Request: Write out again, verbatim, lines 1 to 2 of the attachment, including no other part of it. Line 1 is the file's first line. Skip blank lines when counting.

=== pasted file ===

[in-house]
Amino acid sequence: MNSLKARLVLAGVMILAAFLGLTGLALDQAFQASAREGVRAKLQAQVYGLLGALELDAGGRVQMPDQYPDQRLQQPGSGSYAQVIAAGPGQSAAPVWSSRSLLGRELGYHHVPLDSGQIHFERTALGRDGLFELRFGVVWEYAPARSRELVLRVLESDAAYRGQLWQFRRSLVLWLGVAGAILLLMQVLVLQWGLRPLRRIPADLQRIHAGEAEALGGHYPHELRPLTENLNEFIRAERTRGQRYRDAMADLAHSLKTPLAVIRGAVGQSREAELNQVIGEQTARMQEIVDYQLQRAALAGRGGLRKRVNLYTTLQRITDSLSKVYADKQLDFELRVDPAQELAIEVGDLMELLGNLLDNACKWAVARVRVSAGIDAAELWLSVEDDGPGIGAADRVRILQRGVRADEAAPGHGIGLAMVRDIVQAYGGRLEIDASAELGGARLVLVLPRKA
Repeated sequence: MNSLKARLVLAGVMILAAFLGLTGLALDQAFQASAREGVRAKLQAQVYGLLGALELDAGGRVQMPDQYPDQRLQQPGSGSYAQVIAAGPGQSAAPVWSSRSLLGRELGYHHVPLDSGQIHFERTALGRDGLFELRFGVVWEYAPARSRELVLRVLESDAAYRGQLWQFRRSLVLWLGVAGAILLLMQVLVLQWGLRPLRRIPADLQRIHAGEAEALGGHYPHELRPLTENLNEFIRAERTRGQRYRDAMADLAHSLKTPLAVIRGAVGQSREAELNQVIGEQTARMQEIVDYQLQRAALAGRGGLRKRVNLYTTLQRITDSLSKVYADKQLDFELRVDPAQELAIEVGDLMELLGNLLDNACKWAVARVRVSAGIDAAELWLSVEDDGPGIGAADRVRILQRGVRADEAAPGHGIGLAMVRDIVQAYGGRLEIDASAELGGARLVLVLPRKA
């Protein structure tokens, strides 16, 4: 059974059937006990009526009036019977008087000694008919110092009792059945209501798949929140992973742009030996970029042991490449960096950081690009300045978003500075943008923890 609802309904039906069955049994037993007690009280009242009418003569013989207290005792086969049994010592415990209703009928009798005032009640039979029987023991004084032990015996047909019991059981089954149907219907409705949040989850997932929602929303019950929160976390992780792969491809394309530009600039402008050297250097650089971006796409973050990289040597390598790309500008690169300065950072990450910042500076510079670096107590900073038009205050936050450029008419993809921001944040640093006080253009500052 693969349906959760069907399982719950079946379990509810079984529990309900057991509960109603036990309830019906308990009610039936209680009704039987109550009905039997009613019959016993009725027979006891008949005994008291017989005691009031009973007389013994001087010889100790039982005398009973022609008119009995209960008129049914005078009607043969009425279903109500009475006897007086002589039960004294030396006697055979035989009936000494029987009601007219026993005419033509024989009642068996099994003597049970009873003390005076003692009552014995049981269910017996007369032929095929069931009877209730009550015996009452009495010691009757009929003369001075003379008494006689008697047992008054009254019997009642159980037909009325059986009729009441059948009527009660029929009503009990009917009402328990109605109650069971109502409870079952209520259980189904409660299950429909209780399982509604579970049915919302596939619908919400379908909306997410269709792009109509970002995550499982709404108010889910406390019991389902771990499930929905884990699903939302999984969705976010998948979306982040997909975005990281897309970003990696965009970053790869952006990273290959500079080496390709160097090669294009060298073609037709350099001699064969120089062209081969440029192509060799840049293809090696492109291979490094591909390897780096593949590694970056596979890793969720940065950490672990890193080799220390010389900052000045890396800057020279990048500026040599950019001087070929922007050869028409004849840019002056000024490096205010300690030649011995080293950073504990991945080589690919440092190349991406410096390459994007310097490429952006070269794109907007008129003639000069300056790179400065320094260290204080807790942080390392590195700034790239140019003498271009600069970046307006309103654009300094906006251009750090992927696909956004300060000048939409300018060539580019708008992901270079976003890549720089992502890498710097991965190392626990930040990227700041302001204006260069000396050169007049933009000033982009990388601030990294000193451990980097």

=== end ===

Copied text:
[in-house]
Amino acid sequence: MNSLKARLVLAGVMILAAFLGLTGLALDQAFQASAREGVRAKLQAQVYGLLGALELDAGGRVQMPDQYPDQRLQQPGSGSYAQVIAAGPGQSAAPVWSSRSLLGRELGYHHVPLDSGQIHFERTALGRDGLFELRFGVVWEYAPARSRELVLRVLESDAAYRGQLWQFRRSLVLWLGVAGAILLLMQVLVLQWGLRPLRRIPADLQRIHAGEAEALGGHYPHELRPLTENLNEFIRAERTRGQRYRDAMADLAHSLKTPLAVIRGAVGQSREAELNQVIGEQTARMQEIVDYQLQRAALAGRGGLRKRVNLYTTLQRITDSLSKVYADKQLDFELRVDPAQELAIEVGDLMELLGNLLDNACKWAVARVRVSAGIDAAELWLSVEDDGPGIGAADRVRILQRGVRADEAAPGHGIGLAMVRDIVQAYGGRLEIDASAELGGARLVLVLPRKA